Neurodegenerative disease misclassified as psychiatric

This UCSF study says more about the behavioral variant of frontotemporal dementia than it does about PSP, CBD, or the other neurodegenerative diseases included in the research. The researchers’ conclusion makes a couple of points:

* “Neurodegenerative disease is often misclassified as psychiatric disease. …[When] patients with neurodegenerative disease are initially classified with psychiatric disease, the patient may receive delayed, inappropriate treatment and be subject to increased distress.”

* “Physicians should consider referring mid- to late-life patients with new-onset neuropsychiatric symptoms for neurodegenerative disease evaluation.”


Journal of Clinical Psychiatry. 2011 Feb;72(2):126-33.

The diagnostic challenge of psychiatric symptoms in neurodegenerative disease: rates of and risk factors for prior psychiatric diagnosis in patients with early neurodegenerative disease.

Woolley JD, Khan BK, Murthy NK, Miller BL, Rankin KP.
UCSF, San Francisco, CA.

OBJECTIVE: To identify rates of and risk factors for psychiatric diagnosis preceding the diagnosis of neurodegenerative disease.

METHOD: Systematic, retrospective, blinded chart review was performed of 252 patients with a neurodegenerative disease diagnosis seen in our specialty clinic between 1999 and 2008.

Neurodegenerative disease diagnoses included
* behavioral-variant frontotemporal dementia (n = 69),
* semantic dementia (n = 41), and
* progressive nonfluent aphasia (n = 17) (all meeting Neary research criteria);
* Alzheimer’s disease (n = 65) (National Institute of Neurologic and Communicative Disorders and Stroke-Alzheimer’s Disease and Related Disorders Association research criteria);
* corticobasal degeneration (n = 25) (Boxer research criteria);
* progressive supranuclear palsy (n = 15) (Litvan research criteria); and
* amyotrophic lateral sclerosis (n = 20) (El Escorial research criteria).

Reviewers remained blinded to each patient’s final neurodegenerative disease diagnosis while reviewing charts. Extensive caregiver interviews were conducted to ensure accurate and reliable diagnostic histories. For each patient, we recorded history of psychiatric diagnosis, family psychiatric and neurologic history, age at symptom onset, and demographic information.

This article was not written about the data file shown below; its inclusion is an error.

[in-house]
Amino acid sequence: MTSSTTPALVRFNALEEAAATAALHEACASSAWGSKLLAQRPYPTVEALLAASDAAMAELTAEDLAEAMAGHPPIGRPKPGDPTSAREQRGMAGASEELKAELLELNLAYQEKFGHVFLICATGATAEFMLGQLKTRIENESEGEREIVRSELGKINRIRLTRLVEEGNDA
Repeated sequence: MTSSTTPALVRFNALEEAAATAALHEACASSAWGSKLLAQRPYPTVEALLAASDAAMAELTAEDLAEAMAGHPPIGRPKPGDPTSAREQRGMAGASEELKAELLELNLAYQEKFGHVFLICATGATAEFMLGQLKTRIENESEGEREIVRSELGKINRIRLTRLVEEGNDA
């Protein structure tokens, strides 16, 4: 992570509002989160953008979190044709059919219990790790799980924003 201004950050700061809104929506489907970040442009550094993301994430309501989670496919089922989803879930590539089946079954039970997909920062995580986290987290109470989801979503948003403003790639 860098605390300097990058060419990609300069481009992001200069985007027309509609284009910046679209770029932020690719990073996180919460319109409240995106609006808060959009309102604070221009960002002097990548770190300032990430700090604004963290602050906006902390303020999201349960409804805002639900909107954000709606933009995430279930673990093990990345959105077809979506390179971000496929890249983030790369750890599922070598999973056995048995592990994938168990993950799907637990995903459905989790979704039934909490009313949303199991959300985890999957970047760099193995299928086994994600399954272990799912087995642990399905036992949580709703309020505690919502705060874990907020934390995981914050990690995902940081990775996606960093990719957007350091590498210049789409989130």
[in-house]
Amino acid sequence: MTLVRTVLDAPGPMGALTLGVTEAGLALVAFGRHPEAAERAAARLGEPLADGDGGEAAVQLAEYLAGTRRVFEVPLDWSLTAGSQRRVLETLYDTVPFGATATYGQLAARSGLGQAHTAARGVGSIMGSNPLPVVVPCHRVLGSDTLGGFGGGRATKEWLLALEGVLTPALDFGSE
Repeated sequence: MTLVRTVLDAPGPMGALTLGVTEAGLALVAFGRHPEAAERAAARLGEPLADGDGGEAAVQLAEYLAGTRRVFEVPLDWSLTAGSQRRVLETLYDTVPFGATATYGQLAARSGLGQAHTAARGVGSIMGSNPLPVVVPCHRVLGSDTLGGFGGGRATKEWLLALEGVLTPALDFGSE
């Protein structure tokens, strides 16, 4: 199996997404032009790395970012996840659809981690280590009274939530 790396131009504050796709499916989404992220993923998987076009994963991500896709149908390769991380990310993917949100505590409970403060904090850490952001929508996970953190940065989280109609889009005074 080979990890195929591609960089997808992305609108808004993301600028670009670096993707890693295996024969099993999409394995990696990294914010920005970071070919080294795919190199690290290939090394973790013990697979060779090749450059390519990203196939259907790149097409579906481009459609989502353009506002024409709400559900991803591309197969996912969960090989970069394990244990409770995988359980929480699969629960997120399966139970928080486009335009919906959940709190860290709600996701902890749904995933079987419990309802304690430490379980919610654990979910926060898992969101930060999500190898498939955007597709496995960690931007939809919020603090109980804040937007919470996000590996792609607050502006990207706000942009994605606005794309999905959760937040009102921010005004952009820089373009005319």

RESULTS: A total of 28.2% of patients with a neurodegenerative disease received a prior psychiatric diagnosis. Depression was the most common psychiatric diagnosis in all groups.

Behavioral-variant frontotemporal dementia patients received a prior psychiatric diagnosis significantly more often (50.7%; P < .001) than patients with Alzheimer’s disease (23.1%), semantic dementia (24.4%), or progressive nonfluent aphasia (11.8%) and were more likely to receive diagnoses of bipolar disorder or schizophrenia than were patients with other neurodegenerative diseases (P < .001). Younger age (P < .001), higher education (P < .05), and a family history of psychiatric illness (P < .05) increased the rate of prior psychiatric diagnosis in patients with behavioral-variant frontotemporal dementia.

Cognitive, behavioral, and emotional characteristics did not distinguish patients who did or did not receive a prior psychiatric diagnosis.

CONCLUSIONS: Neurodegenerative disease is often misclassified as psychiatric disease, with behavioral-variant frontotemporal dementia patients at highest risk.

While this study cannot rule out the possibility that psychiatric disease is an independent risk factor for neurodegenerative disease, when patients with neurodegenerative disease are initially classified with psychiatric disease, the patient may receive delayed, inappropriate treatment and be subject to increased distress.

Physicians should consider referring mid- to late-life patients with new-onset neuropsychiatric symptoms for neurodegenerative disease evaluation.

© Copyright 2011 Physicians Postgraduate Press, Inc.